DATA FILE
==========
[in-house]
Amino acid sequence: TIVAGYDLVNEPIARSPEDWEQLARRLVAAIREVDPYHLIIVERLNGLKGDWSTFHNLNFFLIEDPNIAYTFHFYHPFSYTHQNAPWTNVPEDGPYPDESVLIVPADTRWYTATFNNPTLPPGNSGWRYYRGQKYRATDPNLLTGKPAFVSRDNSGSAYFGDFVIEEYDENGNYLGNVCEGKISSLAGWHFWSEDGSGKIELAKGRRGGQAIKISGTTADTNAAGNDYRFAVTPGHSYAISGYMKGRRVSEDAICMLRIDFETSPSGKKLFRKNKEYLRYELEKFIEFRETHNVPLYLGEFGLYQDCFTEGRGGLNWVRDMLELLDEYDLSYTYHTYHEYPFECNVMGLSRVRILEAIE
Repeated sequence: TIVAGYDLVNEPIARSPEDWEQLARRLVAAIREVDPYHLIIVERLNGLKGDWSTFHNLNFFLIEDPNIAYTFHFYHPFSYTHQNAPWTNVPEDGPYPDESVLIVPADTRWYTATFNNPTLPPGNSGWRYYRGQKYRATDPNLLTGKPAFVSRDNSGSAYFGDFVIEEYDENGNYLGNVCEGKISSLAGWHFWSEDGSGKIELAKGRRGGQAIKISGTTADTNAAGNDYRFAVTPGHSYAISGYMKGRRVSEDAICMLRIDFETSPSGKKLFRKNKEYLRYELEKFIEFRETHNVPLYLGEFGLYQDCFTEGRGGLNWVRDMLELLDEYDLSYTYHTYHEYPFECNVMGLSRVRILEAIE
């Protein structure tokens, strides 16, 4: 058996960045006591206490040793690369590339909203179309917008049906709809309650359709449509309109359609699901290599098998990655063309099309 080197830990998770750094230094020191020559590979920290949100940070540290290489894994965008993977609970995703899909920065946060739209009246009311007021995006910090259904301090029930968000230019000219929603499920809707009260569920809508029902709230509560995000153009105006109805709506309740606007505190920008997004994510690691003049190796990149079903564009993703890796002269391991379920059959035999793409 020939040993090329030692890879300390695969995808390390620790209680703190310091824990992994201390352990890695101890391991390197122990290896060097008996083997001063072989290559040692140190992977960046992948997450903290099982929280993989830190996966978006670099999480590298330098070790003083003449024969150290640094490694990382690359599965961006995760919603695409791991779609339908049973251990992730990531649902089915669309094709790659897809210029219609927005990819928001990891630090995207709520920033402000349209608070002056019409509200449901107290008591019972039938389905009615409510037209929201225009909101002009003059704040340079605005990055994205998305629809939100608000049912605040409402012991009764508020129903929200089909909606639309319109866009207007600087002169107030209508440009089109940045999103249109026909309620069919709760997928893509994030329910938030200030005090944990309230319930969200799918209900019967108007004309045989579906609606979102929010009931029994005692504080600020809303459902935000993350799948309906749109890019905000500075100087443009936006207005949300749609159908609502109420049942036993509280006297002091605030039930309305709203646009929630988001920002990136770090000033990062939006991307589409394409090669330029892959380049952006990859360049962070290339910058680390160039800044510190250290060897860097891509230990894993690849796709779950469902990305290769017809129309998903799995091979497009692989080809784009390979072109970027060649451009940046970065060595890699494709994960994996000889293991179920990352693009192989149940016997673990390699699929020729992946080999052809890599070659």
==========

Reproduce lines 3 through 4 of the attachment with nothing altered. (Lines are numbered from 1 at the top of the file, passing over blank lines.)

Repeated sequence: TIVAGYDLVNEPIARSPEDWEQLARRLVAAIREVDPYHLIIVERLNGLKGDWSTFHNLNFFLIEDPNIAYTFHFYHPFSYTHQNAPWTNVPEDGPYPDESVLIVPADTRWYTATFNNPTLPPGNSGWRYYRGQKYRATDPNLLTGKPAFVSRDNSGSAYFGDFVIEEYDENGNYLGNVCEGKISSLAGWHFWSEDGSGKIELAKGRRGGQAIKISGTTADTNAAGNDYRFAVTPGHSYAISGYMKGRRVSEDAICMLRIDFETSPSGKKLFRKNKEYLRYELEKFIEFRETHNVPLYLGEFGLYQDCFTEGRGGLNWVRDMLELLDEYDLSYTYHTYHEYPFECNVMGLSRVRILEAIE
């Protein structure tokens, strides 16, 4: 058996960045006591206490040793690369590339909203179309917008049906709809309650359709449509309109359609699901290599098998990655063309099309 080197830990998770750094230094020191020559590979920290949100940070540290290489894994965008993977609970995703899909920065946060739209009246009311007021995006910090259904301090029930968000230019000219929603499920809707009260569920809508029902709230509560995000153009105006109805709506309740606007505190920008997004994510690691003049190796990149079903564009993703890796002269391991379920059959035999793409 020939040993090329030692890879300390695969995808390390620790209680703190310091824990992994201390352990890695101890391991390197122990290896060097008996083997001063072989290559040692140190992977960046992948997450903290099982929280993989830190996966978006670099999480590298330098070790003083003449024969150290640094490694990382690359599965961006995760919603695409791991779609339908049973251990992730990531649902089915669309094709790659897809210029219609927005990819928001990891630090995207709520920033402000349209608070002056019409509200449901107290008591019972039938389905009615409510037209929201225009909101002009003059704040340079605005990055994205998305629809939100608000049912605040409402012991009764508020129903929200089909909606639309319109866009207007600087002169107030209508440009089109940045999103249109026909309620069919709760997928893509994030329910938030200030005090944990309230319930969200799918209900019967108007004309045989579906609606979102929010009931029994005692504080600020809303459902935000993350799948309906749109890019905000500075100087443009936006207005949300749609159908609502109420049942036993509280006297002091605030039930309305709203646009929630988001920002990136770090000033990062939006991307589409394409090669330029892959380049952006990859360049962070290339910058680390160039800044510190250290060897860097891509230990894993690849796709779950469902990305290769017809129309998903799995091979497009692989080809784009390979072109970027060649451009940046970065060595890699494709994960994996000889293991179920990352693009192989149940016997673990390699699929020729992946080999052809890599070659």